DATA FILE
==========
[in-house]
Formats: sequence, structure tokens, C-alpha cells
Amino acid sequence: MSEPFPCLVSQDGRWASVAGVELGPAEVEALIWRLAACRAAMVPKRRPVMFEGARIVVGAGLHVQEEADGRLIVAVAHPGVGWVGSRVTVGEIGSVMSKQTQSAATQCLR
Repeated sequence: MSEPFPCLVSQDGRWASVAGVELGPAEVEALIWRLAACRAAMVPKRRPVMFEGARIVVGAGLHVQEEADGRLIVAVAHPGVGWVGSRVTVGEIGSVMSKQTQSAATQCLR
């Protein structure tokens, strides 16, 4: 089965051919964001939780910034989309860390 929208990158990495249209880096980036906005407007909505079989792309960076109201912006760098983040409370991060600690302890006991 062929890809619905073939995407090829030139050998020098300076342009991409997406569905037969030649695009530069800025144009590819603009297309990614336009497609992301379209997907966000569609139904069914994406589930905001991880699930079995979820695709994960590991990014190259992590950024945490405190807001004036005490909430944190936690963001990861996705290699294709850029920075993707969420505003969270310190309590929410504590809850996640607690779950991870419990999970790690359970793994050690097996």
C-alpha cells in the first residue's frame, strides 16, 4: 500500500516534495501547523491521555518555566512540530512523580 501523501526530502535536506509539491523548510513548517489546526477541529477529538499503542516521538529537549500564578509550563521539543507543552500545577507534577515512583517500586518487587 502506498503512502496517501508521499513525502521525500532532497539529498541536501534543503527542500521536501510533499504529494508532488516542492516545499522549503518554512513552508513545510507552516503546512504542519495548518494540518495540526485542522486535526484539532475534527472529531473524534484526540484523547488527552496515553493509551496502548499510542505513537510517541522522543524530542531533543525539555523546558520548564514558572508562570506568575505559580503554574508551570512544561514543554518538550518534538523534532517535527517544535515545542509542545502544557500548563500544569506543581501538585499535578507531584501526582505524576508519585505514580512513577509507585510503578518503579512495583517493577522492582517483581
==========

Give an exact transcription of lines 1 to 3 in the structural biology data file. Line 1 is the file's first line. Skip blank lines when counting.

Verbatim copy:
[in-house]
Formats: sequence, structure tokens, C-alpha cells
Amino acid sequence: MSEPFPCLVSQDGRWASVAGVELGPAEVEALIWRLAACRAAMVPKRRPVMFEGARIVVGAGLHVQEEADGRLIVAVAHPGVGWVGSRVTVGEIGSVMSKQTQSAATQCLR